This should be nowhere near the end of the investigation; just the end of the beginning. We now have proof from the DoJ’s own Inspector General that Eric Holder and his top deputies are at the minimum intellectually incurious incompetents. They are dunderheads whose at best negligent “oversight” allowed this investigation to continue with no due regard for public safety. Holder, Breuer, and all the rest who had any duty to oversee this operation should resign. The Arizona US Attorney’s Office and the ATF there should be cleaned out and staffed with people who actually have oxygen going to their brains.

But, let’s not forget something that overrides all else in importance: people died because of Operation Fast and Furious. Border Patrol Agent Brian Terry. ICE Agent Jaime Zapata. Over 300 Mexican civilians, police, and military. All dead, murdered by guns the US government knowingly allowed to slip into cartel hands. Aren’t they and their loved ones owed more than a report from a Washington bureaucrat?

No, this investigation should not end. If Romney becomes president, then his AG should pursue this wherever it leads, including filing criminal charges against “former high officials.” Now that the IG’s report is out, the families of agents Terry and Zapata have every reason to file suit, not only seeking damages but forcing the revelation of more information via discovery.  And, while I don’t know Mexican law, their government should file charges for the equivalent of  “accessory” or “criminal negligence” against everyone from Holder down to the field operatives and then seek extradition. They owe their people no less.

I’ve seen government scandals before, both petty and large. But never, ever, have I witnessed a scandal that cost lives. This report cannot be the end.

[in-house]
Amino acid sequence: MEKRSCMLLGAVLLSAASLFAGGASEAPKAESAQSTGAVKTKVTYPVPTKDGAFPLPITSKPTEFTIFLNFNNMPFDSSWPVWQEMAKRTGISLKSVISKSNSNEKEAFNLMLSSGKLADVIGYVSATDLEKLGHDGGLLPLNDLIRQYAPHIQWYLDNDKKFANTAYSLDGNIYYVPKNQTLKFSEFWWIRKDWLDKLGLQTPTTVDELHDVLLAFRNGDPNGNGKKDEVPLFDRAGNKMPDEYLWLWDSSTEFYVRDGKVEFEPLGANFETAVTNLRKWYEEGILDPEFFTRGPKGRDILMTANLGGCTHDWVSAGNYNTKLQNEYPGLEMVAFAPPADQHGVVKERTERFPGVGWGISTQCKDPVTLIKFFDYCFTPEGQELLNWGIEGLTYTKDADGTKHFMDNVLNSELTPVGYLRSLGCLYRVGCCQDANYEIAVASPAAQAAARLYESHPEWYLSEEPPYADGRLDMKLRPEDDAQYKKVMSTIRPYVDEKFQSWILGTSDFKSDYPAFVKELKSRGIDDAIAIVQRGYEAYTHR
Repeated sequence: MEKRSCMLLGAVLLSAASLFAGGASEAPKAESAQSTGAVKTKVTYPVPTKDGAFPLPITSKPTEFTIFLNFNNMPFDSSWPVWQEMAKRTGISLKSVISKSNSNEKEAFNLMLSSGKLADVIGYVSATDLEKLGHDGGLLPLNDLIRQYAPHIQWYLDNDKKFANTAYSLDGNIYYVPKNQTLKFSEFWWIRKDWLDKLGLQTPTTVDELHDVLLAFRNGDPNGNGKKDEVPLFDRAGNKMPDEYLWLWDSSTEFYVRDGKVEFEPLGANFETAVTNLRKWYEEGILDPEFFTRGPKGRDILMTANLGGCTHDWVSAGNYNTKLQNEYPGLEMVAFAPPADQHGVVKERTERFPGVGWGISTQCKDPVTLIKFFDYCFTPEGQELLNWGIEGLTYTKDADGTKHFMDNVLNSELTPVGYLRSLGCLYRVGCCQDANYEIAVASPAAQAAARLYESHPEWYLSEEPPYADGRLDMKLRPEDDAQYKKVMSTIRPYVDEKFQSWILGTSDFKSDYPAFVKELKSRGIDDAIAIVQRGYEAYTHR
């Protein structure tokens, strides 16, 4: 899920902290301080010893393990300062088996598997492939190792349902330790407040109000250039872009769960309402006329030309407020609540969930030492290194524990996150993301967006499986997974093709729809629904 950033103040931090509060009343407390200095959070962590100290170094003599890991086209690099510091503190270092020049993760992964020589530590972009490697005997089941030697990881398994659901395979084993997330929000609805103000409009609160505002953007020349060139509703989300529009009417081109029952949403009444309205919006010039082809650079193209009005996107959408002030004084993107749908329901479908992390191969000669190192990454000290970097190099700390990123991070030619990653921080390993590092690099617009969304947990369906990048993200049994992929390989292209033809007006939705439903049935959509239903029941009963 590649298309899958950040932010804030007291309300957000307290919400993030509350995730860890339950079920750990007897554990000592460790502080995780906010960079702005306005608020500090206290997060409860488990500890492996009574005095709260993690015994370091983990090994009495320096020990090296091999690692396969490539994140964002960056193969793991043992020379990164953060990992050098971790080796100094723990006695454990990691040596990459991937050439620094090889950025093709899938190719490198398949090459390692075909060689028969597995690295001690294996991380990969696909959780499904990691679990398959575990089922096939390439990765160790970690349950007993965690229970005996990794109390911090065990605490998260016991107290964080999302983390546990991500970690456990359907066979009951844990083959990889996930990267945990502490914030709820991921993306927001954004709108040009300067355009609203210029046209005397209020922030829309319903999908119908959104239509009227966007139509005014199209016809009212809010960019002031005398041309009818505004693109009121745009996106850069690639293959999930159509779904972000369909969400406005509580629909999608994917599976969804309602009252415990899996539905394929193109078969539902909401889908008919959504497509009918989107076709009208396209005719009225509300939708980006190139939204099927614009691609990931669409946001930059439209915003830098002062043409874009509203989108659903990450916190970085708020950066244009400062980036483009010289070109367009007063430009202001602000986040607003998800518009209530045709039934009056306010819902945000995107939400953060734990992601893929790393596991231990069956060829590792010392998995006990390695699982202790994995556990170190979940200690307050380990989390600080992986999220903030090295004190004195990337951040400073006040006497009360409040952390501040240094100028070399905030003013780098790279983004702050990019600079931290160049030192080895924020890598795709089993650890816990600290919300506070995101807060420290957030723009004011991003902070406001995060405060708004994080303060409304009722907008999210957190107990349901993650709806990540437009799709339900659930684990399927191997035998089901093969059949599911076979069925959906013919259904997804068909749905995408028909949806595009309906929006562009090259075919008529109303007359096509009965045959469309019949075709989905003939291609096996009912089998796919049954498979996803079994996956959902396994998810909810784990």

Justice demands it.

RELATED: Other posts on Operation Fast and Furious.

(Crossposted at Sister Toldjah)


#FastAndFurious : gun used in plot to kill police chief supplied by ATF?

August 8, 2012

Someone has got a helluva lot to answer for:

A weapon tied to “Operation Fast and Furious” was seized in Tijuana in connection with a drug cartel’s conspiracy to kill the police chief of Tijuana, Baja California, who later became the Juárez police chief, according to a U.S. government report.

The firearm was found Feb. 25, 2010, during an arrest of a criminal cell associated with Teodoro “El Teo” García Simental and Raydel “El Muletas” López Uriarte, allies of the Sinaloa cartel.

Tijuana police said they arrested four suspects in March 2010 in connection with a failed attempt to take out Julián Leyzaola, and that the suspects allegedly confessed to conspiring to assassinate the police chief on orders from Tijuana cartel leaders.

The suspects had an arsenal of weapons and ammunition, and one of the firearms traced back to the operation that the Bureau of Alcohol, Firearms, Tobacco and Explosives (ATF) was monitoring from its field office in Phoenix.

Adrian Sanchez, spokesman for Leyzaola, said Leyzaola was unavailable for comment.

So far, the House Oversight Committee has laid blame for the operation on the Phoenix ATF and US Attorney’s Office for the fiasco known as “Operation Fast and Furious,” in which more than 300 Mexican citizens and at least one, perhaps two US federal officers were killed by weapons supplied by the ATF to Mexican drug cartels. However, that was only part one of the committee’s report. Parts two and three will deal with the Department of Justice’s failures and its obstruction of the committee’s investigations.

In the meantime, the thousands of firearms let loose by our government are going to be the source of a lot of misery on both sides of the border for years to come.

via Bob Owens

RELATED: Earlier posts on Operation Fast and Furious.

(Crossposted at Sister Toldjah)


Operation Fast and Furious: it looks like I was wrong

December 8, 2011

Several bloggers and writers have speculated that advancing a left-wing gun-control agenda was the reason behind the mind-bogglingly idiotic operation to allow and encourage gun dealers in the American Southwest to sell firearms to “straw buyers” — people operating as agents for the Mexican drug cartels who would then smuggle the weapons back to their murderous bosses in Mexico. I’ve been resistant, thinking to myself that, whatever the reason behind the operation also known as “Gunwalker,” it couldn’t be something this asinine, this stupid.